About ten days ago I spoke to a friend who’d seen Bart Freundlich‘s After The Wedding, which was about to open the 2019 Sundance Film Festival.

I asked for a brief assessment, and he said, “It’s what they used to call a woman’s picture.”

When I mentioned this remark a couple of days later, a Sundance colleague bristled and shuddered. “That’s a very uncool term today,” he said. “Very perjorative, very demeaning.”

I agreed, of course, but with the understanding that his remark was valid mostly in militant p.c. circles. You probably can’t say “chick flick” either. No female journalist would dare to use either term unironically, but if a male journalist was dumb enough to do so, Film Twitter would skin him alive. This despite the fact that “woman’s film” has its own Wikipedia page as we speak.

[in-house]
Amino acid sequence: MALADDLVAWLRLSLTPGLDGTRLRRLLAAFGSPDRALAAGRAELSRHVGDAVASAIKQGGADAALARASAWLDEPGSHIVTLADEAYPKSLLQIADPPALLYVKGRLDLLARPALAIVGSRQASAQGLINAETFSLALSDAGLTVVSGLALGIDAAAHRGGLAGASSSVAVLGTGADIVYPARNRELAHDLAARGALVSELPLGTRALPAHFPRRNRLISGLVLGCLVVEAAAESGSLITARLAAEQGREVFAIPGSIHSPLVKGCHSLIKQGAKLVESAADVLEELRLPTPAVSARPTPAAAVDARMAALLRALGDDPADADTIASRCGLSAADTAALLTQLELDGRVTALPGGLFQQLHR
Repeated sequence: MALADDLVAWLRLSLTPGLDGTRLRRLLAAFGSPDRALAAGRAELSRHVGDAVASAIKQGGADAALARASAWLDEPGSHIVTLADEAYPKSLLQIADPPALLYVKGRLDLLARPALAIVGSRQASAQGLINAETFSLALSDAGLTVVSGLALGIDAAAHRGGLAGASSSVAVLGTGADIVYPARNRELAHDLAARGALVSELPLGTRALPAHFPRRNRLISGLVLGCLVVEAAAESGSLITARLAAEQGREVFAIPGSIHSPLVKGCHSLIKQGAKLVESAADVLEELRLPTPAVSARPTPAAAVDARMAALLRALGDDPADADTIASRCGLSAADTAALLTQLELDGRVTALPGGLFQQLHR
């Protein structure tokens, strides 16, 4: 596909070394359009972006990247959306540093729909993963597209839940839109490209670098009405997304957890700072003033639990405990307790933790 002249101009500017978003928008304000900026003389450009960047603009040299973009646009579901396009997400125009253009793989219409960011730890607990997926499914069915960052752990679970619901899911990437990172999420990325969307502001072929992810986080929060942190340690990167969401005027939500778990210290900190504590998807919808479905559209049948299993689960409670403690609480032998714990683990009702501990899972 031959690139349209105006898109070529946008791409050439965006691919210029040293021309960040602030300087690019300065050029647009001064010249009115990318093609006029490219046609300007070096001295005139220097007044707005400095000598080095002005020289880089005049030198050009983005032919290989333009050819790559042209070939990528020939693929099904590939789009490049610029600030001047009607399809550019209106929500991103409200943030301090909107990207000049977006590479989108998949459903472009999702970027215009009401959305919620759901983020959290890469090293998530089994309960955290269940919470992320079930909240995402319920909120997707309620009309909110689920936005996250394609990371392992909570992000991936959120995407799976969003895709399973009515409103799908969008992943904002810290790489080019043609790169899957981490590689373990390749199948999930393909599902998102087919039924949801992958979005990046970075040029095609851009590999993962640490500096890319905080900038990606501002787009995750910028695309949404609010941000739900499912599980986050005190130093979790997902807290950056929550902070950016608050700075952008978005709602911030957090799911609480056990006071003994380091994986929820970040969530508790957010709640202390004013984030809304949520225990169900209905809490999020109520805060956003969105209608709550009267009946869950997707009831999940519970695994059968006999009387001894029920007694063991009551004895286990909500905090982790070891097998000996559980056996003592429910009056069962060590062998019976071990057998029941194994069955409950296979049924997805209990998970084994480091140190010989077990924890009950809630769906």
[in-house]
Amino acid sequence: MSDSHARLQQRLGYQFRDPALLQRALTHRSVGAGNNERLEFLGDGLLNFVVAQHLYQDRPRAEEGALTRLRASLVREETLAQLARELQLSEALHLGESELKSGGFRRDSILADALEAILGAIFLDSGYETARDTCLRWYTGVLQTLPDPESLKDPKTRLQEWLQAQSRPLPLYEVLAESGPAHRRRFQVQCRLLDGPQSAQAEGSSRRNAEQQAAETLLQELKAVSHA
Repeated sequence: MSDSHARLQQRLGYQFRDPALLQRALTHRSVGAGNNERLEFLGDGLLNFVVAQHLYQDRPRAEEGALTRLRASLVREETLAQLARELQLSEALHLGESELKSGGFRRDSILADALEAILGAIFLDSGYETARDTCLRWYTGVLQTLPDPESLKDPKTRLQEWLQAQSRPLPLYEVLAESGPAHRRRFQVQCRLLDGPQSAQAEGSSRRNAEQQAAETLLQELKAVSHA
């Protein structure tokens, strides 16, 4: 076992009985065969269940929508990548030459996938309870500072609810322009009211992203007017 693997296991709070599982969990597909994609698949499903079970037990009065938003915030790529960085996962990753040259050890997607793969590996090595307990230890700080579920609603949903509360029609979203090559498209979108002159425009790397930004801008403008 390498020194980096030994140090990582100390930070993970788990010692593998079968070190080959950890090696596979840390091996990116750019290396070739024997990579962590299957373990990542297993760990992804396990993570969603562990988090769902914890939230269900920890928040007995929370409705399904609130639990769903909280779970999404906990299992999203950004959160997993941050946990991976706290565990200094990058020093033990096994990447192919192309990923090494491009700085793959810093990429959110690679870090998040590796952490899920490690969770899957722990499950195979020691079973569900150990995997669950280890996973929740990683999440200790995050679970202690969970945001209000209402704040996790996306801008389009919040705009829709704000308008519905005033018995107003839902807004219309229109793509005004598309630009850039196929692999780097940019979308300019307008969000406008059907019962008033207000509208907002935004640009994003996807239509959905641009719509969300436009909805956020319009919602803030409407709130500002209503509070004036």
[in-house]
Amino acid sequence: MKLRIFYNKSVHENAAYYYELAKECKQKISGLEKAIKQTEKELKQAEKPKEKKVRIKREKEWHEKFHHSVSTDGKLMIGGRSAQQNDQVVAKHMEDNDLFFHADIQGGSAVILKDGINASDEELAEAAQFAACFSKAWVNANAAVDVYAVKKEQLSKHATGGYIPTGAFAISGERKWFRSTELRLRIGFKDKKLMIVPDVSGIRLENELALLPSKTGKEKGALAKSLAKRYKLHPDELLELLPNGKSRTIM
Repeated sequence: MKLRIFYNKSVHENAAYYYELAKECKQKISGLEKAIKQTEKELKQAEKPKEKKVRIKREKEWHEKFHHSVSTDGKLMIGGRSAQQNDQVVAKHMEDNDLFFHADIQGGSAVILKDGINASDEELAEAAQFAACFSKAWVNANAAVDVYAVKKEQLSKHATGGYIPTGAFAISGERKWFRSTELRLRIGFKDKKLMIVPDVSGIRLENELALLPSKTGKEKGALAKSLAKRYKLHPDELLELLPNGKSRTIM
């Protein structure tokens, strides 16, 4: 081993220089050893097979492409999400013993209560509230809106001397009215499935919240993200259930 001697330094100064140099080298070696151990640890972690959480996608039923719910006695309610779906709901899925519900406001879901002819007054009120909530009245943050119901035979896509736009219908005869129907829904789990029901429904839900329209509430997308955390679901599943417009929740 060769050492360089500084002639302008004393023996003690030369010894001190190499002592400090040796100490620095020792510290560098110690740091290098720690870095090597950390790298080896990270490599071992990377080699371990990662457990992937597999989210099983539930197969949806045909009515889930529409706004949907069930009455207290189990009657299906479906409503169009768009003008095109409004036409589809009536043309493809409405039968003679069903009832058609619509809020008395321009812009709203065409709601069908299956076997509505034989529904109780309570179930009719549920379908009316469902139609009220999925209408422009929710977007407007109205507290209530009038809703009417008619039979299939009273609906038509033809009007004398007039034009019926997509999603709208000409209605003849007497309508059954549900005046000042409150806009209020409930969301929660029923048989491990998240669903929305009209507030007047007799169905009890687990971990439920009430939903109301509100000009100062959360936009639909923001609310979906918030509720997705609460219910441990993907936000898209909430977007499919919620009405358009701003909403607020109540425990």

It would be almost as bad as when Viggo Mortensen said the “n” word a couple of months ago.

But in reference to violent action flicks or anything directed by Michael Bay, we’re still allowed to say “high testosterone guy movie.” Nobody (least of all guys) will attack you for saying that. Mainly because guys aren’t in the middle of a cultural movement — their identities aren’t being progressively redefined.